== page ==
By Jose Lorenzo
The Identity Theft Resource Center (ITRC) reports that from 2005 to September 30, 2014, there have been a total of 4,827 recorded data breaches.[i] As cyber infringements become common news, assessing your cyber liability has never been more crucial. Does your current policy cover cyber incidents and does it address unauthorized access to personally identifiable information?
A comprehensive cyber-liability policy can ensure that your business will not directly bear the substantial costs that can arise from a data breach. Having dedicated riders (additional provisions added to a bill under consideration by legislature) addressing privacy infringements and data breaches is beneficial. Older commercial general liability policies (CGLs), though comprehensive, usually addressed personal or advertising injuries but did not address cyber-liability. Newer CGLs preclude coverage for privacy claims, violations of statutes and data breaches. The typical policy excludes incidents of unauthorized access or disclosure of confidential or personal information and data-related liability.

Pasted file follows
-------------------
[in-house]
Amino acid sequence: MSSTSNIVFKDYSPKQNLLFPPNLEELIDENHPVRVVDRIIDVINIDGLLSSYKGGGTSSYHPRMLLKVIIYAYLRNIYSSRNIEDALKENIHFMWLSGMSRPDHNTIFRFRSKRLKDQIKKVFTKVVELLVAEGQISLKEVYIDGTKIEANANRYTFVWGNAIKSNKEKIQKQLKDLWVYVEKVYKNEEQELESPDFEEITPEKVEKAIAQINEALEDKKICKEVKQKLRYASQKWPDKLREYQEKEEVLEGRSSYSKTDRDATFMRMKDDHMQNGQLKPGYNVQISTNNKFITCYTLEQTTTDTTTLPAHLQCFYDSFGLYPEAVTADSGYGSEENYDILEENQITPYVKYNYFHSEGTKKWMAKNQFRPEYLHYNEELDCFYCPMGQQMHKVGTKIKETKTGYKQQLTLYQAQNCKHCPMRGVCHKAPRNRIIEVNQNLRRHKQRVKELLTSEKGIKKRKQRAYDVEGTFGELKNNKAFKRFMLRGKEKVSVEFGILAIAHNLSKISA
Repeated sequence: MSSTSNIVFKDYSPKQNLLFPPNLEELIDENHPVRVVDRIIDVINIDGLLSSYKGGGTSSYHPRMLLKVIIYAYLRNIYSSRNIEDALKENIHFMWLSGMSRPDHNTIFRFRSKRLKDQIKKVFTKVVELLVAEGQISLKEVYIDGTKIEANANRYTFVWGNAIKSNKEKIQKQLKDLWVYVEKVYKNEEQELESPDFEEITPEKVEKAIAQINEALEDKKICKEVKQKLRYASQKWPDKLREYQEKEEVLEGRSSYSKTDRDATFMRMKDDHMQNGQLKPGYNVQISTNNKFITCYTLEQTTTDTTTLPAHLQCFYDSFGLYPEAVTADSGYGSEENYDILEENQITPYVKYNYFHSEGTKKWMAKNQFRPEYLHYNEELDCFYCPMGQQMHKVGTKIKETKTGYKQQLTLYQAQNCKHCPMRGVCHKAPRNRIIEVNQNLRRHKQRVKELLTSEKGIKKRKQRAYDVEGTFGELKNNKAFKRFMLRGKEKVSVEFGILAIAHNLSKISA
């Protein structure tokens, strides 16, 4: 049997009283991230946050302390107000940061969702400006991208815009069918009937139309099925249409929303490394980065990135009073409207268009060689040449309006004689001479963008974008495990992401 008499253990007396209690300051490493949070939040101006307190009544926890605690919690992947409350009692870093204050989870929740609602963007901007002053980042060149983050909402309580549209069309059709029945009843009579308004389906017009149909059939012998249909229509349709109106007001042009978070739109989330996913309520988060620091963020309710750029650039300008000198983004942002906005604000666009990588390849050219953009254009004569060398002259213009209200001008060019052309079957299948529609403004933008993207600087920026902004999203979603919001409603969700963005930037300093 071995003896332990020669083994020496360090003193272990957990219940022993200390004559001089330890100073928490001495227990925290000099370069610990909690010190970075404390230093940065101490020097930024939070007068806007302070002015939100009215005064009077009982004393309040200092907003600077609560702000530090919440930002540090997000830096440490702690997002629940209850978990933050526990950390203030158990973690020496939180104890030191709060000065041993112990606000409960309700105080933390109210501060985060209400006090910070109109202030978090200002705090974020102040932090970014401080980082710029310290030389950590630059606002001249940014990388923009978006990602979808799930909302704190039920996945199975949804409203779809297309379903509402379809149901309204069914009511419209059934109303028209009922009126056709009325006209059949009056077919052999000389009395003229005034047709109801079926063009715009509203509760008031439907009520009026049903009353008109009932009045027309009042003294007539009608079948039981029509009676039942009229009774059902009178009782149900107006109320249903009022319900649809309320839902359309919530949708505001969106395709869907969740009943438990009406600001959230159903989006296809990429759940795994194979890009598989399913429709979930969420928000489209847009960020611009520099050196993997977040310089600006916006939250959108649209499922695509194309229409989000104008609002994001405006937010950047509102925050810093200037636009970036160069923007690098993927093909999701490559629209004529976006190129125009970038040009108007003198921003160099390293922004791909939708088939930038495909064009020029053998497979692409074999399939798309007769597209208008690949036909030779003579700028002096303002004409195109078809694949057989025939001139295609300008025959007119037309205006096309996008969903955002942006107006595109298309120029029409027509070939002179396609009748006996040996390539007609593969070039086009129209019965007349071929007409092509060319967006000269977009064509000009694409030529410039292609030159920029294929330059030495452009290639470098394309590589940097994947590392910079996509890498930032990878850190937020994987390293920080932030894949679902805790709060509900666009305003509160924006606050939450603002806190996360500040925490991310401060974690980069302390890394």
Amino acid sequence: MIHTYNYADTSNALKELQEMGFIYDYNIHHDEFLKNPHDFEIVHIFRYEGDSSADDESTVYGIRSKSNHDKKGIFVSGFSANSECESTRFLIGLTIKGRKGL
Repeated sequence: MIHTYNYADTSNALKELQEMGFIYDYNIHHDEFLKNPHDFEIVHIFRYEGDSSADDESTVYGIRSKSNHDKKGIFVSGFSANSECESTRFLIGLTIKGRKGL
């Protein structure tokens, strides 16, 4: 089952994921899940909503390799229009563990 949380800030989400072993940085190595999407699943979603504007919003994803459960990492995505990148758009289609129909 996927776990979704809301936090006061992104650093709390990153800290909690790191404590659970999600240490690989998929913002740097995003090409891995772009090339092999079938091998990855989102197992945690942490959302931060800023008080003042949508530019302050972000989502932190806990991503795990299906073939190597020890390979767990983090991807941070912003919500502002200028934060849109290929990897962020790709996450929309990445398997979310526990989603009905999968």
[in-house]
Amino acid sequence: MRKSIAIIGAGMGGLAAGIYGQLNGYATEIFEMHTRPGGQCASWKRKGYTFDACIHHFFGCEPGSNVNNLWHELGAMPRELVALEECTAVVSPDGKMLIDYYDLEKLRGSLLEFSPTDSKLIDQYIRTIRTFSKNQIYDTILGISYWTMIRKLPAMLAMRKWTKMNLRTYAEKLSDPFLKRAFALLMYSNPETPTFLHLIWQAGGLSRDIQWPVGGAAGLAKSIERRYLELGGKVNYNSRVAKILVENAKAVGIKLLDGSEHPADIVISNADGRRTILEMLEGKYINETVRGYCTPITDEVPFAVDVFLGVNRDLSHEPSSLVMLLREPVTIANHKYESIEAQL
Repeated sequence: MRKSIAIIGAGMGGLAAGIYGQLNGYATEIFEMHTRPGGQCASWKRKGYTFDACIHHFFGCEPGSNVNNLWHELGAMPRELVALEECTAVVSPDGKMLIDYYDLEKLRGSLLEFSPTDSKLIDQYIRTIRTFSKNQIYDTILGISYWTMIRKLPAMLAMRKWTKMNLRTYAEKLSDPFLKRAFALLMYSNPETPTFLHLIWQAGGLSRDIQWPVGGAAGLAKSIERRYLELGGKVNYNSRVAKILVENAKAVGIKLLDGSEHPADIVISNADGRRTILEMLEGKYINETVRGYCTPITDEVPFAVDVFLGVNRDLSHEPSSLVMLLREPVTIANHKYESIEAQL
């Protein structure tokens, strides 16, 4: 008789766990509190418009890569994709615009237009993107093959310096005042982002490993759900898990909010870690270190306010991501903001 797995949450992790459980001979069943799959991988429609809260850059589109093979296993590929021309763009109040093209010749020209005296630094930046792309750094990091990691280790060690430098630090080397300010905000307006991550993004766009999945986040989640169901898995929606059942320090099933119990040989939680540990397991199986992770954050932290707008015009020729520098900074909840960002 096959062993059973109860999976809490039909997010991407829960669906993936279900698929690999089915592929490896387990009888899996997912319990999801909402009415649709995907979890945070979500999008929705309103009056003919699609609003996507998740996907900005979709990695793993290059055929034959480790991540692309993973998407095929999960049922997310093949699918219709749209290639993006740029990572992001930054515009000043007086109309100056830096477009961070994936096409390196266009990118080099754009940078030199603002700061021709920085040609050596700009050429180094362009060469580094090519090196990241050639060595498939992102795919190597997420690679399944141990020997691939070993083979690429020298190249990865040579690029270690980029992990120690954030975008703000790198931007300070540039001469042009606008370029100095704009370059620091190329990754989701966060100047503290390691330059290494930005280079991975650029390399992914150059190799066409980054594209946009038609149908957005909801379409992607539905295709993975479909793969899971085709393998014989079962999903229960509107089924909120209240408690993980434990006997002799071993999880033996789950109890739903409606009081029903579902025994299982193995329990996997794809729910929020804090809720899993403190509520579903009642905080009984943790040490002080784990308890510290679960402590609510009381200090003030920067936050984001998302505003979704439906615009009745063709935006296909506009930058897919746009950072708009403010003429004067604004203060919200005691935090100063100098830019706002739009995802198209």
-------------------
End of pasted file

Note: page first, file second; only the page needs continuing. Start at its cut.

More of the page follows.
This was a troubling lesson for Interline Brands, Inc. Interline was sued for sending junk faxes in violation of the Telephone Consumer Protection Act (TCPA). Interline then gave notice to its carrier. Its carrier denied coverage because the policy contained an exclusion for liability arising from “violation of statutes in connection with sending, transmitting or communicating any material or information.”
Believing that its carrier was violating the policy by not defending it in the TCPA suit, Interline sued it in district court, but the court determined that the exclusion was valid. The court noted that TCPA is a statute that deals with sending communications and information, and therefore the exclusion applied. On appeal to the 11th Circuit,[ii] the court reviewed the lower court and affirmed the lower court and determined that the exclusion was a good practice in the industry to keep premium costs down. The valuable lesson from Interline’s experience is to not assume that your policy covers cyber-liability.
The following are a few coverage considerations to have addressed in your policy:
- Transmission of malicious code
- Data released by rogue employees or by employees’ innocent mistakes
- Unauthorized access to credit card information
- Expenses related to customers’ claims
- Costs to investigate and restore data
- Inclusion of intentional acts and related fines, penalties and related settlement costs
- Liability assumed under contract and that involving subcontractors
Jose Lorenzo is the founder of Lorenzo Law Firm. For more information on cyber-liability policies, visit his website at www.lorenzolawfirm.com
[ii] Interline Brands, Inc. v. Chartis Specialty Insurance, Co.